Since time immemorial, it has been unbiased judges who have been charged with adjudicating disputes in a professional manner. As independent third parties, they are in the best position to do so, weighing the arguments presented by both sides and determining how our laws must be interpreted. Decisions set legal precedent, imbuing courts with the power to have a significant impact on societal relationships.
But to what extent does a judge’s position as an outsider mean that they lose sight of the context? The personification of the law, Lady Justice, may be blindfolded, but she must still be aware of the world around her. This is why I am so pleased to see more and more developments, in some cases even through the courts, that reserve a role for citizens.
Calling on everyone for help is not a new concept, as is evidenced by the Latin term ‘amicus curiae’, which is literally translated above as ‘friend of the court’. Despite this, it is a call that is not often sent out. We did see an example recently, however, when, on 22 September 2017, the Administrative Law Section of the Dutch Council of State – the highest administrative-law court in the Netherlands – sent out a call for help from ‘everyone’ for the first time in its history. At least as remarkable is the fact that the Advocate-General will be taking the responses into consideration.
In other areas, as well, we are seeing examples of situations in which citizens are deliberately being involved in developing the law. In 2015, the Advisory Division of the Council of State – the body that advises on new laws – issued an unsolicited advisory opinion. This was also an extraordinary and, in particular, new instrument: unsolicited advisory opinions have only been issued twice since 1980. The Public Prosecution Service [Openbaar Ministerie] and the legislature have also demonstrated that they are not blind to public opinions, as evidenced by the websites at https://www.om.nl/onderwerpen/mening and www.internetconsultatie.nl (both in Dutch).
These examples indicate a development perspective that is interesting from a criminology standpoint, among others, such as when it comes to what has become known in the Netherlands as the ‘punitivity gap’ [punitiviteitskloof]. A great deal of research has been done regarding the punitivity gap (those interested might wish to review the Dutch-language study entitled ‘Op de stoel van de rechter’), which examines the difference of opinion between the courts and the public regarding what constitutes an appropriate sentence. In brief, the public often want longer sentences than those imposed by the courts. As a result, the courts are being labelled ‘soft’, and public confidence in the justice system is plummeting.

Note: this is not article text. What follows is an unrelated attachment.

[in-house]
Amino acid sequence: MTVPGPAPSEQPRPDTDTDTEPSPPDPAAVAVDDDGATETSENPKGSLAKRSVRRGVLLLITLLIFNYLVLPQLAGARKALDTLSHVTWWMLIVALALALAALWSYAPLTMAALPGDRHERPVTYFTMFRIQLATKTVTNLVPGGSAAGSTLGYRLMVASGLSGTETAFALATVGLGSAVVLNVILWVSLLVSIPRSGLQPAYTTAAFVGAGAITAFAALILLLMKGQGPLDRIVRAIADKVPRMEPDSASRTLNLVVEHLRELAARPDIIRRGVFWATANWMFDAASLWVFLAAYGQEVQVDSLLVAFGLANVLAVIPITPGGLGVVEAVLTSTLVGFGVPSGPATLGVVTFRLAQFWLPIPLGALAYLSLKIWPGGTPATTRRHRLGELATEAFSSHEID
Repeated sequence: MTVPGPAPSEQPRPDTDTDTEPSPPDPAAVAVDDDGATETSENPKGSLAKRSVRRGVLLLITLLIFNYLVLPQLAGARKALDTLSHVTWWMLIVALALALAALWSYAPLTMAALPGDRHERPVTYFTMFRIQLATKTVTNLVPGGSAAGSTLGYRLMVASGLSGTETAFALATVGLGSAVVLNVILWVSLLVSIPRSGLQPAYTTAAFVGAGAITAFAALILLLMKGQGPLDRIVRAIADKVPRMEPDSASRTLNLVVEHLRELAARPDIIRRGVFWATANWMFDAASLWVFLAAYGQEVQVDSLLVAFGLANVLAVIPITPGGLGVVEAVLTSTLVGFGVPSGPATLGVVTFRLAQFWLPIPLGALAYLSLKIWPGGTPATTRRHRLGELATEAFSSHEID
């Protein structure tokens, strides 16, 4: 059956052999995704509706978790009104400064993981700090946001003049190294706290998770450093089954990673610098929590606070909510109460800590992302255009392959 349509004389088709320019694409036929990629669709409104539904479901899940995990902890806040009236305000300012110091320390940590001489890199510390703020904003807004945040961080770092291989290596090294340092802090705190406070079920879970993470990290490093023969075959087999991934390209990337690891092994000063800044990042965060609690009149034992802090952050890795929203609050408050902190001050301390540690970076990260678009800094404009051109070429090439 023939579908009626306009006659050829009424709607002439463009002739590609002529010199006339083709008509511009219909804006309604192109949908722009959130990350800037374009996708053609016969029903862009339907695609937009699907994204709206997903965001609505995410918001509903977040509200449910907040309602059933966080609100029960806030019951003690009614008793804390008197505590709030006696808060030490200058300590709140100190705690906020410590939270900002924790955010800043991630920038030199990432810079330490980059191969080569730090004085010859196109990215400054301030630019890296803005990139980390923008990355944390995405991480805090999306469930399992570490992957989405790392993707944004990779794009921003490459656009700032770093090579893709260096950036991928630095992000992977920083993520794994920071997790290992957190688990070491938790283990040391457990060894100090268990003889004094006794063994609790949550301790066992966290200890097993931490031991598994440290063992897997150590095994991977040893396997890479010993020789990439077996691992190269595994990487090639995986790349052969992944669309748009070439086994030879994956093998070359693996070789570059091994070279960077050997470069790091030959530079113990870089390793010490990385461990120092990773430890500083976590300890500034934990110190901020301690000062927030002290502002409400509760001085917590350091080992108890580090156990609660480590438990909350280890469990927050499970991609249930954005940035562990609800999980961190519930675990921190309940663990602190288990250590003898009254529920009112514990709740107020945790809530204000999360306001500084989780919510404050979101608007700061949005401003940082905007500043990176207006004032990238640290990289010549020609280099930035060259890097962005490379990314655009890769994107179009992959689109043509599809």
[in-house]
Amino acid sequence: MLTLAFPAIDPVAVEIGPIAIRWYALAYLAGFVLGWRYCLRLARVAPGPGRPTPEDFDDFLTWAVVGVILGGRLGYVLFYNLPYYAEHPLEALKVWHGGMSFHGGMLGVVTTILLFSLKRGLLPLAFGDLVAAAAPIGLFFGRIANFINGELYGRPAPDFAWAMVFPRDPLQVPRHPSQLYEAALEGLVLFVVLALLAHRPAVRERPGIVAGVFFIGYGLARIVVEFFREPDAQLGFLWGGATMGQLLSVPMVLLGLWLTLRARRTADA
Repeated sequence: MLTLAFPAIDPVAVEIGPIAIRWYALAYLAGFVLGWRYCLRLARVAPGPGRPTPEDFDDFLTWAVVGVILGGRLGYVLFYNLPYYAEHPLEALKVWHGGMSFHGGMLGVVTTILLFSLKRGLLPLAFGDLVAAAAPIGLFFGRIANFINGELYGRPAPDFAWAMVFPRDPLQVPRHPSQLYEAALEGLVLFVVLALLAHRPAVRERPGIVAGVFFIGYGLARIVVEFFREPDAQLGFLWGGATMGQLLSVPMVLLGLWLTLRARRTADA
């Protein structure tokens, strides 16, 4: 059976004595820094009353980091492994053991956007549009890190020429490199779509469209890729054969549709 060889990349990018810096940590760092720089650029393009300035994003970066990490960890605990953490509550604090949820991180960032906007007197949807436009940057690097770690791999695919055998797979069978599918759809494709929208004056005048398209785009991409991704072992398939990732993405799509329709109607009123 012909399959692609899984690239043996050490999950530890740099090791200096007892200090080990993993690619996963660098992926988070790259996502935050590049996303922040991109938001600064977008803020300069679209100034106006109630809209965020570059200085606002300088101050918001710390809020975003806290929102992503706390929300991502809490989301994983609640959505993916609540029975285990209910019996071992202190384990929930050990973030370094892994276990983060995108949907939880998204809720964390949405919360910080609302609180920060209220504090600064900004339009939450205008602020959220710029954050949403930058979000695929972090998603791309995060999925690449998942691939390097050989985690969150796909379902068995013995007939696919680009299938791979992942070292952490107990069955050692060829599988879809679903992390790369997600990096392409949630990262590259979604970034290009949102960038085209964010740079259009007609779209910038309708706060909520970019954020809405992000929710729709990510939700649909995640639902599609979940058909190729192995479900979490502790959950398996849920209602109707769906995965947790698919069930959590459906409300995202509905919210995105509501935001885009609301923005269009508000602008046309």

Increased citizen involvement and courts’ willingness to listen could change this. For the court, citizens’ opinions serve as a sounding board from society; society becomes more broadly represented and more involved; meanwhile, the courts might feel more compelled to explain their decisions in language that – preferably – can be understood by everyone. Developments of this last aspect are fully underway, and are in fact the focal point of the ‘Plain Language Committee’ [‘Commissie Klare Taal’] of the Netherlands Council for the Judiciary [de Rechtspraak], with the intended result to be a two-pronged benefit: the courts will be better informed by citizens and citizens will be better informed by the courts. This will make the courts’ work easier to monitor and hopefully generate broader support for their decisions.
Keep in mind: judicial decisions are not taken through a pure democratic process. Courts do not issue decisions based on the level of support and those decisions are not ultimately taken by citizens. But I do think it will be more democratic than it is now. I have neither the illusion nor the desire for courts to lose the independence of their positions as developers of the law. In contrast to the US, Germany, Sweden, Belgium, and Denmark, justice in the Netherlands is not meted out by laymen. That said, I do see citizens being able to express their opinions as a positive development, and I believe that it will benefit the democratic legitimacy of the interpretation and application of laws and regulations. I look forward to hearing more calls to friends of the court.